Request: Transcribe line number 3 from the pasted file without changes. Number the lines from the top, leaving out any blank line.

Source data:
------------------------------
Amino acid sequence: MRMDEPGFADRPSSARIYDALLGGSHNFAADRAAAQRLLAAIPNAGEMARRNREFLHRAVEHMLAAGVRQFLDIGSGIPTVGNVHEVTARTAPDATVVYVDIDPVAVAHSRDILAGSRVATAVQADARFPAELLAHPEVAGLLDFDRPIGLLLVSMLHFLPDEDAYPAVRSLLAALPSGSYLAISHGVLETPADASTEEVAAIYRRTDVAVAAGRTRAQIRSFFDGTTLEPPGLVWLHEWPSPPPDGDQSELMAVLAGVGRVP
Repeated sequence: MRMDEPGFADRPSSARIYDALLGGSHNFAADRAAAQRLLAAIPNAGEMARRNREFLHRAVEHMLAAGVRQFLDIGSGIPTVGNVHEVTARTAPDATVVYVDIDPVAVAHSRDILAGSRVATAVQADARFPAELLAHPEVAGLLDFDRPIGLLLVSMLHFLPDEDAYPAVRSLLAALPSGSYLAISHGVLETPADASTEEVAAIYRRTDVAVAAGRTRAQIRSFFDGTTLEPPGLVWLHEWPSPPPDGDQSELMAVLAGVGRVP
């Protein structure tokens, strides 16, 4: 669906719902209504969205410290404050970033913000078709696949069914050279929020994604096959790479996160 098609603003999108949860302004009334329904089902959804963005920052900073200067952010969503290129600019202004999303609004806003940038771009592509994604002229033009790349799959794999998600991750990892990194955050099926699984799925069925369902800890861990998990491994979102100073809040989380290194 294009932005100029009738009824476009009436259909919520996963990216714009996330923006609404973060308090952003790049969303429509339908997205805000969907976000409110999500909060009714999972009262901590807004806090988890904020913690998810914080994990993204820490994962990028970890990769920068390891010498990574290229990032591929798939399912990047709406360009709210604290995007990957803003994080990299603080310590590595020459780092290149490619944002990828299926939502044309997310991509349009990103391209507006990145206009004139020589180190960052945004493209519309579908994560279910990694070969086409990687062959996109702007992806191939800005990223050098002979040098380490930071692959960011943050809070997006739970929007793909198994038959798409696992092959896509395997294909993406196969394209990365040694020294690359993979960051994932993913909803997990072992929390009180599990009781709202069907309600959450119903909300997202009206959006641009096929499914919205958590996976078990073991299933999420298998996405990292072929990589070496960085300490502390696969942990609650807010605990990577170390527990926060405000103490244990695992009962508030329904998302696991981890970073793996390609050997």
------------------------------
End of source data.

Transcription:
């Protein structure tokens, strides 16, 4: 669906719902209504969205410290404050970033913000078709696949069914050279929020994604096959790479996160 098609603003999108949860302004009334329904089902959804963005920052900073200067952010969503290129600019202004999303609004806003940038771009592509994604002229033009790349799959794999998600991750990892990194955050099926699984799925069925369902800890861990998990491994979102100073809040989380290194 294009932005100029009738009824476009009436259909919520996963990216714009996330923006609404973060308090952003790049969303429509339908997205805000969907976000409110999500909060009714999972009262901590807004806090988890904020913690998810914080994990993204820490994962990028970890990769920068390891010498990574290229990032591929798939399912990047709406360009709210604290995007990957803003994080990299603080310590590595020459780092290149490619944002990828299926939502044309997310991509349009990103391209507006990145206009004139020589180190960052945004493209519309579908994560279910990694070969086409990687062959996109702007992806191939800005990223050098002979040098380490930071692959960011943050809070997006739970929007793909198994038959798409696992092959896509395997294909993406196969394209990365040694020294690359993979960051994932993913909803997990072992929390009180599990009781709202069907309600959450119903909300997202009206959006641009096929499914919205958590996976078990073991299933999420298998996405990292072929990589070496960085300490502390696969942990609650807010605990990577170390527990926060405000103490244990695992009962508030329904998302696991981890970073793996390609050997």